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What does interest-free mean?
If you take out a loan or a credit card that’s ‘interest-free’, this simply means you won’t have to pay any interest to borrow the cash.
In most cases, this will only be for a set length of time. This is why you’ll often see this written as an interest-free period.
All credit cards have an interest-free period
You may not be aware of it, but all credit cards have a period where you won’t be charged any interest. Typically, this is around 56 days, but it depends on who issues your card.
As long as you clear your balance (repay what you spend) before this interest-free period ends, you shouldn’t have to pay a penny in interest – unless you use your card to take cash out. However, if you just pay part of it off, you have to pay interest on the entire balance.
This interest-free period is to give you enough time to read your statement and repay what you’ve spent. It’s a good idea to set up a Direct Debit to make this payment for you, as this way you don’t have to worry about missing or forgetting about it one month – which would have an impact on your credit history.
Some credit cards have longer interest-free periods
There are many different types of credit card out there, and some have promotional offers that you can benefit from when you spend on it.
Some of these promotional offers include interest-free periods that last for many months – with some even lasting over two years. You might see them advertised as 0% interest credit cards.
With this type of card, it’s possible to spend on it and not have to pay any interest until the promotional period ends. But if you go over your credit limit or break the card’s terms in another way – such as taking cash out at a cash machine – you might lose the interest-free period altogether.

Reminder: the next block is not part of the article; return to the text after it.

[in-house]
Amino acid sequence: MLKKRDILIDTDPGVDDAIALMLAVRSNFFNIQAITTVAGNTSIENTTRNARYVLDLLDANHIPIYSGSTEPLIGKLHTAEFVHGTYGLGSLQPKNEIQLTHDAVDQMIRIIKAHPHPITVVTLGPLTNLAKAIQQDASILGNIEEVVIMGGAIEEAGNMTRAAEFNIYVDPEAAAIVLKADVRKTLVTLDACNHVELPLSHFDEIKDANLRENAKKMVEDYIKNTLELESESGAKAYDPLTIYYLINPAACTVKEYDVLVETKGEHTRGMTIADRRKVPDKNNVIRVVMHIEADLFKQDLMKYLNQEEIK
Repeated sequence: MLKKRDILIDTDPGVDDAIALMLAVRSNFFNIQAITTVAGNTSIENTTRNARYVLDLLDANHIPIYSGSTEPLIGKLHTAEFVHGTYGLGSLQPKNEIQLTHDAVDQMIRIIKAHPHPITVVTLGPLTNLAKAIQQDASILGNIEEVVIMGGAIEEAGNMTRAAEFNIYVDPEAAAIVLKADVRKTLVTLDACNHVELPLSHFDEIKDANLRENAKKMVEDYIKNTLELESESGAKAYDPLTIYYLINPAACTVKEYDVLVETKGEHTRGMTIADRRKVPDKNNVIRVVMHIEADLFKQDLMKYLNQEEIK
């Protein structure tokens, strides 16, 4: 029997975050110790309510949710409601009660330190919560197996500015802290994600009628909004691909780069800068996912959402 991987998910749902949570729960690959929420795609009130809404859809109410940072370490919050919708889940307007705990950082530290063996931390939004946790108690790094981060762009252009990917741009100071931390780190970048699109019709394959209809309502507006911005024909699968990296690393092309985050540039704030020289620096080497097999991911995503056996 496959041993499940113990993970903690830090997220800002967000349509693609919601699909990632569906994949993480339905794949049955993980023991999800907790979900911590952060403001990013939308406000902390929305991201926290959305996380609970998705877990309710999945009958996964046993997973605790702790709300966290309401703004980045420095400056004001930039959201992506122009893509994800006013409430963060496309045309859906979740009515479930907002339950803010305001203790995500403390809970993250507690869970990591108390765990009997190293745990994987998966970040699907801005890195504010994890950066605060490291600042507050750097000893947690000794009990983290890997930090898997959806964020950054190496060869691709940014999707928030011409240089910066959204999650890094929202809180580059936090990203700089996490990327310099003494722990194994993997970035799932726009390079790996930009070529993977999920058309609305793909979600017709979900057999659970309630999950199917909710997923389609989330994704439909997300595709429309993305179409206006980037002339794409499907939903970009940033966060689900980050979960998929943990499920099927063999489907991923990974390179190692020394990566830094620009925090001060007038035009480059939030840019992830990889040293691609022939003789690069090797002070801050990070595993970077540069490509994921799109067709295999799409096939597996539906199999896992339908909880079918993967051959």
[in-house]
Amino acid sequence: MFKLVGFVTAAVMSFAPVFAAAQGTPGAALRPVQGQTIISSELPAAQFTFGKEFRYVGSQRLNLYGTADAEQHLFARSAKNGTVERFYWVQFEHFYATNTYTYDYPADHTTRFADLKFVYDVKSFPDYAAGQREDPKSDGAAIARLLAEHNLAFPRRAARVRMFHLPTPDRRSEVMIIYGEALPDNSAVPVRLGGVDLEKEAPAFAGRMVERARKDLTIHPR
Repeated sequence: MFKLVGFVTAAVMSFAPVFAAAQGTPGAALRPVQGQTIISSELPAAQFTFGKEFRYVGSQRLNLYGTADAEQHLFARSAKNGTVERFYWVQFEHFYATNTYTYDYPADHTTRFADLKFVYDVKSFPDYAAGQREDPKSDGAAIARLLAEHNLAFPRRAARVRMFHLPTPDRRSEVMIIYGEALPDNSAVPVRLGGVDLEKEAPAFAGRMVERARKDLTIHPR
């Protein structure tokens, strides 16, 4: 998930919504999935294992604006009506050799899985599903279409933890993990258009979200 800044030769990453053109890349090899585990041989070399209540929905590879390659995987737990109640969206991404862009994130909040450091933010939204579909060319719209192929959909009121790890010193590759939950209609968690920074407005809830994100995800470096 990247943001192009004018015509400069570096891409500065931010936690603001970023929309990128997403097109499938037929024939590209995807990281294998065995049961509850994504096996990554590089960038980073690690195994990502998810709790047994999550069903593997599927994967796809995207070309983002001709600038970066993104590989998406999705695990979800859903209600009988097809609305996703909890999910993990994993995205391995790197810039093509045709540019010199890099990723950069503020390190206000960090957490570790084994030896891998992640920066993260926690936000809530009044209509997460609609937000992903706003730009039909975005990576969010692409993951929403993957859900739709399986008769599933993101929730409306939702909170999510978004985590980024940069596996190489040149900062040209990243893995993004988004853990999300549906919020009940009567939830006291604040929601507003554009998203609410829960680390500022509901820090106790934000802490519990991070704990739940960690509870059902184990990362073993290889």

Usually, the credit cards with the longest 0% interest periods are reserved for people with excellent credit histories. That’s not to say there aren’t cards out there with a smaller interest-free period, though.
The key thing to bear in mind when using this kind of card is that the interest rate may be very high when the promotional period ends. This is why it’s a good idea to aim to clear your balance in full before this date, as otherwise you could end up paying a lot in interest.
Credit cards aren’t the only things that offer this
You might also see loans advertised as interest-free.
For example, some furniture stores might offer you a couple of months’ interest-free credit. With this kind of borrowing, you usually get the item straight away for a small payment, but you don’t own it until you’ve paid its full value.
The interest-free period means you don’t have to pay interest for the time the lender states, but you’ll be charged their standard rate if the period ends and you haven’t repaid everything you owe.
Interest-free periods can be really useful if you keep on track of how much you owe and make regular payments. Used wisely, you can borrow for free and improve your credit history at the same time. But, missing a payment is bad news for your credit history and could lead to financial difficulty if the lender charges you for late payments.
To avoid this, always aim to clear your balance in full before the interest-free period ends. And, to be extra sure you’re not late making a payment, speak to your bank about setting up a Direct Debit.